The word paludarium comes from the latin word “palus” meaning marsh or swamp. A paludarium combines animal and plant life from above and below the water line. This unique and fascinating combination allows fish, aquatic plants, terrestrial plants, amphibians, crustaceans, and even reptiles to cohabit in one unique display. It’s a true piece of nature in your home! If you have ever considered one, but are hesitant, here are some setup tips, shedding light on paludariums.
Getting Started: Tank and Structures
For setup it can be as simple as an aquarium that half-filled with water, and decorative structures of aesthetically placed rocks and/or some large bogwood sticking out of the water – voila, a paludarium. Another option is a 3D DIY background that fits to the dimensions of your tank that allows plants to grow in the background. The tank can also be a tall aquarium filled a third of the way up or even a purpose-built glass terrarium like Lifegard’s Indoor Garden Kit. Whichever is chosen an amazing habitat can be created. Any size aquarium or terrarium can be converted into a paludarium, but larger ones enable more variety of animals to be kept as oppose to very small jar or vase paludaria which should be fish and critter free.
If you want to keep fish, amphibians, or invertebrates in the water portion of the paludarium, you’ll need a filter. This can be a simple submersible power filter that it can run in water only a few inches deep. Allow it to mature as the water cycles, running 24 hours per day, just like in a normal fish tank. For large systems external canister filters are a good choice. A heater will also be needed to keep stable temperatures.
For more aesthetics, a waterfall can be made by plumbing the outlet of external filter or may be run by a separate hose and pump to trickle over rockwork back to the water section of the paludarium. Waterfalls create a visually appealing display, increase humidity, promote gas exchange, and provide an excellent area to grow ferns and mosses. Run a hose up to a spray bar at the top of a 3D background and water will trickle down the wall, enabling ferns, mosses, Bromeliads and orchids to be attached, gaining moisture straight through their roots via the constant trickle of water down the back wall.
Shedding Light on Paludariums: Plant Requirements
Fake plants can definitely be used and would require less maintenance, but if you want to grow live plants, they will require an optimal freshwater light fixture. A spectrum around the 6500-9000K range from any T5 fluorescent or freshwater LED lights will be sufficient enough to keep the plants alive. Just like aquariums, the taller the tank, the more lighting you need. Terrestrial plants may also need a good quality liquid aquarium plant fertilizer, while aquatic plants will need a CO2 system.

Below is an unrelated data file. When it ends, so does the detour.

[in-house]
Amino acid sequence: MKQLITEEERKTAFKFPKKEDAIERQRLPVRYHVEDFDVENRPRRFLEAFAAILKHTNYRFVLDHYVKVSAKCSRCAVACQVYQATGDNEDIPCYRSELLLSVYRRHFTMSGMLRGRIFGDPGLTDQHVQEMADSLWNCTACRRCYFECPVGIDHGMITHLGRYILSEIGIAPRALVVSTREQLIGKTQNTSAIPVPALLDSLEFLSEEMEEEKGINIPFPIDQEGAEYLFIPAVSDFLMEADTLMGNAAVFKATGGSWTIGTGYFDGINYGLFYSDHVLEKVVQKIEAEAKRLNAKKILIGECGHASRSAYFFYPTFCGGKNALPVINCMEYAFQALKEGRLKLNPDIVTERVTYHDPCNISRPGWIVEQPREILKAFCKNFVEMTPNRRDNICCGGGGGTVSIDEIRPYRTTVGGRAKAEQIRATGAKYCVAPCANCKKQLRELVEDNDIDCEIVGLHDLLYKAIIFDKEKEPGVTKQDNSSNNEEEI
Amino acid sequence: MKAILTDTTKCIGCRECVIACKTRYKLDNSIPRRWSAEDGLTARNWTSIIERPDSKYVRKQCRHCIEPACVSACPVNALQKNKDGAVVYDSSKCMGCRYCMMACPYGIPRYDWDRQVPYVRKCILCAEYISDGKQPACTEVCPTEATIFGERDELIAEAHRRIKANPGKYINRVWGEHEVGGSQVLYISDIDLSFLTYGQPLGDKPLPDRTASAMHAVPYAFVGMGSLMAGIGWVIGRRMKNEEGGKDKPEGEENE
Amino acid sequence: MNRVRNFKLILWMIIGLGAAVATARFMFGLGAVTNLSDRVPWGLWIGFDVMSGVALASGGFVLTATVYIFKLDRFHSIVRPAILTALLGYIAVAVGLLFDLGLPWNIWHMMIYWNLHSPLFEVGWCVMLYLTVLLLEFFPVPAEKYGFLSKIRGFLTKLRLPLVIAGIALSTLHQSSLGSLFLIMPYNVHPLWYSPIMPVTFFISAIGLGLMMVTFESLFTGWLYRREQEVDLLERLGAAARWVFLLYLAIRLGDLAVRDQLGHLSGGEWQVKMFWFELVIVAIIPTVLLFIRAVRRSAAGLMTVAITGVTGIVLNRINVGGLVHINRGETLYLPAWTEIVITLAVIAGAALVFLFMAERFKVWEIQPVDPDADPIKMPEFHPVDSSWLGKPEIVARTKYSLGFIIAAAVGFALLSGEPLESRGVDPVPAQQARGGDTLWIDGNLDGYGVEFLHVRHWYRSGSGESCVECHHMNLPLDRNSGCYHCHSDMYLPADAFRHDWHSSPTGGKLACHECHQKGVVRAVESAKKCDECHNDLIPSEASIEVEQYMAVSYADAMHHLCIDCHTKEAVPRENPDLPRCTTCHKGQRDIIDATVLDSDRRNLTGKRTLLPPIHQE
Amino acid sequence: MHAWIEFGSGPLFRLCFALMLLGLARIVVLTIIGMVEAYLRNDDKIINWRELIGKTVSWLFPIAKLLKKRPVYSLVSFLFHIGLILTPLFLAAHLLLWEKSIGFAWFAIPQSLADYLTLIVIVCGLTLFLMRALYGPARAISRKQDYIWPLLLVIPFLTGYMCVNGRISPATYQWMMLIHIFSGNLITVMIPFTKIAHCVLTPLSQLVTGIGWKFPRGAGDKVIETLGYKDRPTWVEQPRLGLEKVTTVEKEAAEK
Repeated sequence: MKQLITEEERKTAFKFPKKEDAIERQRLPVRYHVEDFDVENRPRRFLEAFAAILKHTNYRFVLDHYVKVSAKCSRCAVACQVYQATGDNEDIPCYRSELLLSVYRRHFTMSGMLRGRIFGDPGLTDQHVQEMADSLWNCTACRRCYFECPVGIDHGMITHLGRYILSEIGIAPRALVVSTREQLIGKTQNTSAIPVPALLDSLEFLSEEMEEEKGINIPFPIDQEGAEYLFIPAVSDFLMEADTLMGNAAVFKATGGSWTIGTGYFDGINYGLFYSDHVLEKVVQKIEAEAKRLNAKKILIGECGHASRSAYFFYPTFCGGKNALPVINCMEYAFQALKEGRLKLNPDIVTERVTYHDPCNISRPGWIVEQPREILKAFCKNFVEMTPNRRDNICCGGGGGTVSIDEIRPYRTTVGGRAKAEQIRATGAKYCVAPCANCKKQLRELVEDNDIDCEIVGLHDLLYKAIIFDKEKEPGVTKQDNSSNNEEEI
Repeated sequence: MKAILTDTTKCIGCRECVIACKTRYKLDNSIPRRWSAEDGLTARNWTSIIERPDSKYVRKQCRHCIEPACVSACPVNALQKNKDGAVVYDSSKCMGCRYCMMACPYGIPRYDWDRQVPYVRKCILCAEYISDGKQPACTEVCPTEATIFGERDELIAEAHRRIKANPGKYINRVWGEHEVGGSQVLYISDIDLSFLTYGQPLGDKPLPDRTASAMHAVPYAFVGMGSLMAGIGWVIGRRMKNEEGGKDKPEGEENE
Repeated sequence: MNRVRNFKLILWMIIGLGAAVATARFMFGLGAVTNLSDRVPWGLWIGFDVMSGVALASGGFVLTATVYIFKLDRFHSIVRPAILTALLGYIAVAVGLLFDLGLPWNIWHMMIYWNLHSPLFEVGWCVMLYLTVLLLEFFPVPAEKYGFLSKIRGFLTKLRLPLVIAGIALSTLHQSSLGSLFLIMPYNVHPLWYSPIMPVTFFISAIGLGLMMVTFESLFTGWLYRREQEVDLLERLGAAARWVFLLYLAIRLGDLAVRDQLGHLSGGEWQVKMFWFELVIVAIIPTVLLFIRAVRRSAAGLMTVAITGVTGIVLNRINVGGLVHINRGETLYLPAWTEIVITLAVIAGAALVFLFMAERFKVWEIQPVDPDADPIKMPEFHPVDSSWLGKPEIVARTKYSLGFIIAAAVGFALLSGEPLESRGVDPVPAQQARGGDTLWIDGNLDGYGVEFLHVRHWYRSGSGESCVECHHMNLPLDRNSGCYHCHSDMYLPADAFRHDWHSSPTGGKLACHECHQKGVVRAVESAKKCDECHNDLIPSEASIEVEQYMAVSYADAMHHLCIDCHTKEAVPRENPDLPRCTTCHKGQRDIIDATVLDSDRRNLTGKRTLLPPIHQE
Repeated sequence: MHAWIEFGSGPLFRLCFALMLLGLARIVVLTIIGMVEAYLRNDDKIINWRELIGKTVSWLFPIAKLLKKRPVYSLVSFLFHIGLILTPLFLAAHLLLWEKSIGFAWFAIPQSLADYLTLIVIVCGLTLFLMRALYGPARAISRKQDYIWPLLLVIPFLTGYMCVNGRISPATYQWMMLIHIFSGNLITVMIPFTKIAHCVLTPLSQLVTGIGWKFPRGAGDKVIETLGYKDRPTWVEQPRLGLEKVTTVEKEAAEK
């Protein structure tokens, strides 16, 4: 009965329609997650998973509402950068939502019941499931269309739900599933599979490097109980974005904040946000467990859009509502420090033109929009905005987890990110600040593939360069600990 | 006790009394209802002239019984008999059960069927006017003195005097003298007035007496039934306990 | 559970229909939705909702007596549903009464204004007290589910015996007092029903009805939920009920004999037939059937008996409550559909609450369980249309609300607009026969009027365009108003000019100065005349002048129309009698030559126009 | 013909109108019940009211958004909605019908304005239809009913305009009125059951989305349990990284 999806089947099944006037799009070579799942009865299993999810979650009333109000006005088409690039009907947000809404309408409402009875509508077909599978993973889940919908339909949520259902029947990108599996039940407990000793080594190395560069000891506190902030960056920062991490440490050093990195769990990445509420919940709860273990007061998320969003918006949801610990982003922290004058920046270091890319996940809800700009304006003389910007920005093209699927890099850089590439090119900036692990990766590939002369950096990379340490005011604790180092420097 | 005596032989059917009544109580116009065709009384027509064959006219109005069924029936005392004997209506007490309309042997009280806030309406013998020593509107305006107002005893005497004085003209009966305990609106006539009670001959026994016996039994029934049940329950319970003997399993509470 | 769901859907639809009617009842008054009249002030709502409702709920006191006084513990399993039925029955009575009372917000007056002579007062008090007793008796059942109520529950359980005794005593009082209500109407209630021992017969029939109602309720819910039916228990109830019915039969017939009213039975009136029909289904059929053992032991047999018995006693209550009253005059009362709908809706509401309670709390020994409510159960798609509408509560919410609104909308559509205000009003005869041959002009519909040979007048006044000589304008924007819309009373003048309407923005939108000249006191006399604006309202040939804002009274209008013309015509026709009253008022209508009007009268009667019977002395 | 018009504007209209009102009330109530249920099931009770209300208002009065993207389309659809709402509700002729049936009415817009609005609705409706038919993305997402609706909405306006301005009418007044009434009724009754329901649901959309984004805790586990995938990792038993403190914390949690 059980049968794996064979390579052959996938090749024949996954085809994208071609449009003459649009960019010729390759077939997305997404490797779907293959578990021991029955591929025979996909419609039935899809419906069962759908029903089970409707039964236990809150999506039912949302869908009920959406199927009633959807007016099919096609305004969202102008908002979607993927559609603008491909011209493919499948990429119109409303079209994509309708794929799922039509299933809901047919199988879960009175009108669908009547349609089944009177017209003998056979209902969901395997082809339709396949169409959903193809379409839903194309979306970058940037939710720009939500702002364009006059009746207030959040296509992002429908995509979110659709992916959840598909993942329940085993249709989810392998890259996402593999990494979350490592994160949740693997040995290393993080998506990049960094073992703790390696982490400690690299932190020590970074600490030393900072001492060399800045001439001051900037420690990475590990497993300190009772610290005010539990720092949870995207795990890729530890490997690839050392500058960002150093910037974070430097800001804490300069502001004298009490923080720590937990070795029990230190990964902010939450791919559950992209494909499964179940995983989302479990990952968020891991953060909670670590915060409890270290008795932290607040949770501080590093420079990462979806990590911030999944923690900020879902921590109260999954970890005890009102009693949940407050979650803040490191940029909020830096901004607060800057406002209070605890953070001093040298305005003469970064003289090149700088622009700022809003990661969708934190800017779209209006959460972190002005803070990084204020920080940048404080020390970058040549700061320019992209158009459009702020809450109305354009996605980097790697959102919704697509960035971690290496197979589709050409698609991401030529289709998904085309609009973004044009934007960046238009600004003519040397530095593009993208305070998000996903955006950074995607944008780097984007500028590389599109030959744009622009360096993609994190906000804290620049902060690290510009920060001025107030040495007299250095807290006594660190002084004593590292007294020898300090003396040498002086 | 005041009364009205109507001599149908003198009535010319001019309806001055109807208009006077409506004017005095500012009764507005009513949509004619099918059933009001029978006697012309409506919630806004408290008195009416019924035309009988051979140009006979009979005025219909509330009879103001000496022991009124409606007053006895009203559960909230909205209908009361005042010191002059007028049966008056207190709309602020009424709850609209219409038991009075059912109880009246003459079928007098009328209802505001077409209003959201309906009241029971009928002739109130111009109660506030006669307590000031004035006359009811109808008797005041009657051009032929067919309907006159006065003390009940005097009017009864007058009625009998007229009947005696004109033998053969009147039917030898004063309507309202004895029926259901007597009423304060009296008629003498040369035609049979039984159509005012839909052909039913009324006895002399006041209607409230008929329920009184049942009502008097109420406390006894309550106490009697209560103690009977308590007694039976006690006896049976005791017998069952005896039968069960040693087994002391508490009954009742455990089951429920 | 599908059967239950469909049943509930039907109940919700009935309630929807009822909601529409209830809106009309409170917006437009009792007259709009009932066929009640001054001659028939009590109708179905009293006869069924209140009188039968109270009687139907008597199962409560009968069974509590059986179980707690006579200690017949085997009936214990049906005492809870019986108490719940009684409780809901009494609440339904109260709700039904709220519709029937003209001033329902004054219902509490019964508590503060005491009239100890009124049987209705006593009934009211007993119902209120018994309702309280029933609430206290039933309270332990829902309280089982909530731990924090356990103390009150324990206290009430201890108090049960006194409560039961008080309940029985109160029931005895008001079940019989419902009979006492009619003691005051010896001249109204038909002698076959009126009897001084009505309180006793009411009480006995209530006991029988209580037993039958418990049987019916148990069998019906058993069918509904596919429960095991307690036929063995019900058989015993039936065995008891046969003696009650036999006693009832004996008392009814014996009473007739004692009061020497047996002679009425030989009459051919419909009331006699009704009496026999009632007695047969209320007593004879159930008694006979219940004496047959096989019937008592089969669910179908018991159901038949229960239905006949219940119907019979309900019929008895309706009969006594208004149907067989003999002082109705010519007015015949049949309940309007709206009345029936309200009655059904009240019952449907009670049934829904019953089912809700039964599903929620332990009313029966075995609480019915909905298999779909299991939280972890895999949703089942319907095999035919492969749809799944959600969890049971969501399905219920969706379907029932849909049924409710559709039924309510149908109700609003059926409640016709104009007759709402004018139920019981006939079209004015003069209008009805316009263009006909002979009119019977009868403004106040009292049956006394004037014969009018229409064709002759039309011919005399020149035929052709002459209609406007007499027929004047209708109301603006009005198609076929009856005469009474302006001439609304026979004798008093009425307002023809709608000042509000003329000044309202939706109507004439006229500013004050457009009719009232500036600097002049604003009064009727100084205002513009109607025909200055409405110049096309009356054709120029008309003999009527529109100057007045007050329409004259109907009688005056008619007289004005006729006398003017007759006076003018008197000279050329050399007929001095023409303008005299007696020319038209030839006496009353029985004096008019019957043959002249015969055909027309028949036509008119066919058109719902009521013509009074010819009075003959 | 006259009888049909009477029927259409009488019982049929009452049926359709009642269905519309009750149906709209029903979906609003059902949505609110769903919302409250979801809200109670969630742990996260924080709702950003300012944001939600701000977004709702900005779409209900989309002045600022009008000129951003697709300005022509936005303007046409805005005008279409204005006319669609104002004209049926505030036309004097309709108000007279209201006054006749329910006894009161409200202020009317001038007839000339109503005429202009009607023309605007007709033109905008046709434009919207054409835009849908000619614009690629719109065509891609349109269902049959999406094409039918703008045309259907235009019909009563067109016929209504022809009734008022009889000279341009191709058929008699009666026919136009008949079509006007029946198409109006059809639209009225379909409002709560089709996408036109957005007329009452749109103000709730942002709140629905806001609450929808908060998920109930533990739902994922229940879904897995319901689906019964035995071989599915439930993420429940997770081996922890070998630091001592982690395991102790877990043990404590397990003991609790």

Above the Water Line
Land areas can vary in size from just a few rocks poking out of the water to a large soil section with the water section appearing as just a small pond at one end. Add soil and you can plant true marginal plants which will root in the wet soil and grow up into the open air space above. To do this you could bank up aquascaping soil or add a layer of Hydrolecea balls (used in house plants), then put a layer of coconut husk substrate (used in reptile enclosures) and sprinkle a few leaves on top. This gives a natural look, provides a soft base for amphibians as well as encouraging a layer of moss to grow on the top. Pumps and filters can be placed in a boxed-off section at the back and water can recirculate from a waterfall, down through the soil and back to the pump in one large, natural filter.
Fish should be sized appropriately to the amount of water space reserved for them. Fish that naturally inhabit shallow water include Danios, White Cloud Mountain minnows, Pygmy rasboras, Killifish, Pencilfish, Betta spp and small livebearers. Add some floating plants and many of the species mentioned will thrive and even breed. Paludariums and planted terrariums are also great for species which would otherwise jump out or for creating natural overhanging vegetation like they would live under in the wild.
Use a glass terrarium with lockable doors and a tight-fitting mesh lid and you can add frogs, newts, crabs, lizards and even snakes (although not altogether). They will also need appropriate nutrition, for example feed fruit-flies to dart frogs and the ones that fall into the water will be taken with relish by your fish – watching fish take small insects from the surface looks so natural. Always ensure that the needs of the amphibian or reptile are also met, which could include dusting food with calcium and using the right UV and/or basking lamp, to keep them healthy. Terrarium thermometers and hygrometers are available to ensure stability.
Shedding a little light on paludariums we hope you a get a feel or idea of setting one up. They can be as simple or complicated as you want to make them, housing a vast combination of terrestrial and aquatic animals